Diagnostic Audiologic Evaluation
If you or your child has been referred for a diagnostic audiologic evaluation, it means that hearing loss needs to be ruled out or further examined. The diagnostic audiologic evaluation may be indicated for individuals who did not pass an initial hearing screening.
The evaluation is done to determine if a hearing loss is present, and if so, to detail the type and severity of the hearing loss. It also may provide insight into the cause of the hearing loss as well as provide guidance for the audiologist in making appropriate treatment recommendations and referrals.
What Tests Will Be Done?
The specific tests done during the evaluation will depend on the patient's age, and what is known already about their hearing status. These various tests will determine the degree of hearing loss, the type of hearing loss, and what may be causing the hearing loss. The audiologist will also determine if the hearing loss is conductive (middle or outer ear problem) or sensorineural (inner ear problem or central processing difficulty of the brain).
A diagnostic audiologic evaluation includes pure-tone testing, bone-conduction testing, and speech testing.
Pure-tone Air and Bone Conduction Testing
Pure-tone air conduction testing determines the quietest tones that a person can hear at different frequencies. Bone conduction testing is similar to pure-tone air conduction testing. A different type of headphone is used during bone conduction testing, and the results help the specialist determine if the hearing loss is originating from the outer/middle ear or from the inner ear. These two tests help the audiologist to determine the cause of the hearing loss.
A speech reception threshold (SRT) test is often used with older children and adults to confirm the results of a pure-tone test. This test determines the lowest level at which the patient can recognize words or speech stimuli. Word recognition testing is also done. This helps understand how well the patient processes sounds at a comfortable listening level. These tests are critical in helping to determine not only if the patient is a hearing aid candidate, but also in helping determine proper expectations for hearing aid use.
The audiologist may also perform otoscopy (examining the ear canal) and tympanometry (test of the middle ear) to determine the health of the ear canal and the middle ear.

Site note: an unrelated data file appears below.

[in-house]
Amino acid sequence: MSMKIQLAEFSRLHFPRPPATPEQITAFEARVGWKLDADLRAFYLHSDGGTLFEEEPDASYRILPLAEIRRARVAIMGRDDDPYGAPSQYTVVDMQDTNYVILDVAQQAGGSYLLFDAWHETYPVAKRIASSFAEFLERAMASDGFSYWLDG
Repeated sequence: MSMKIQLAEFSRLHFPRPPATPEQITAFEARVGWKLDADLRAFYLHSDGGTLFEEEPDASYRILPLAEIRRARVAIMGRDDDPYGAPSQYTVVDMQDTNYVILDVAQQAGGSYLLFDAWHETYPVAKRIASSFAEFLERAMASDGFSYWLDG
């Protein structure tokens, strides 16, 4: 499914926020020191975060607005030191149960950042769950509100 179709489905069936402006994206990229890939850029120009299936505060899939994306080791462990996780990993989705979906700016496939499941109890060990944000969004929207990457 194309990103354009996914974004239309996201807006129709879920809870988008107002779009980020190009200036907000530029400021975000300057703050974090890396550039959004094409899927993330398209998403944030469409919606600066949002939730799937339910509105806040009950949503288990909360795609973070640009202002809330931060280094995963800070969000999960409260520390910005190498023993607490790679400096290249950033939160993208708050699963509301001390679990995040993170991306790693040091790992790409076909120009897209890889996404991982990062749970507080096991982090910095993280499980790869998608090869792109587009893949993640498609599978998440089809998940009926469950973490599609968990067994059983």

Specialized tests exist for infants and young children, as well as children and adults with developmental and cognitive impairments. These more-specialized tests allow the audiologist to test the auditory system when the patient is not able to actively participate in the tests or evaluation.
Other tests may include:
- Auditory brainstem response (ABR) and auditory steady-state response (ASSR) testing
- Otoacoustic emissions (OAE) screening
Visual reinforcement and conditioned play audiometry for children
For children, it is important to have a diagnostic audiologic evaluation whenever a hearing loss is suspected. It is the first step in identifying hearing loss and dealing with it to improve quality of life.
Along with the evaluation, you should generally expect to have time to review the results with the audiologist. He or she can interpret the tests for you, answer your questions, provide you with information and referrals as needed, as well as begin planning for treatment, if indicated.
Audiologists are specialists in hearing and hearing rehabilitation. Never hesitate to ask your audiologist for clarification or further information on anything you do not understand.
What Can I Expect During a Diagnostic Audiologic Evaluation?
The evaluation will probably last about 30 to 40 minutes in length. You should also allow for time for discussion with the audiologist to review test results, and ask questions.
If the determination is made that you need hearing aids, allow for sufficient time to discuss your options. Some of the areas that will be discussed include size and style of the hearing aid, technology levels, cost, warranty, and trial period timelines.
It is recommended that you bring a family member with you to the evaluation appointment. Most audiologist agree that hearing loss not only affect the patient, but also their family members. At these appointments a large amount of information is covered. Having a family member there helps you to have someone to help you remember the information and to discuss it with at home. It often also helps the family members understand any difficulties or frustrations you may be having in your home life. It helps to have another supportive person at the appointment to help you understand the information and recommendations.
Before your appointment, a complete medical history will be completed and the audiologist will want to hear about any concerns or complaints you have about your hearing. She will pay special attention to any concerns you have about exposure to noise, tinnitus, and balance problems. Make sure that you take a full list of any medications and supplements you are taking with you to your appointment.
The diagnostic audiologic evaluation is a good chance to establish a relationship with your audiologist. It is important to be very comfortable with the Audiologist you are working with. Above all, don't be afraid to ask questions. You will want to be open, honest and clear on any information you receive so that you can be an active participant in finding hearing solutions that work best for you and your lifestyle.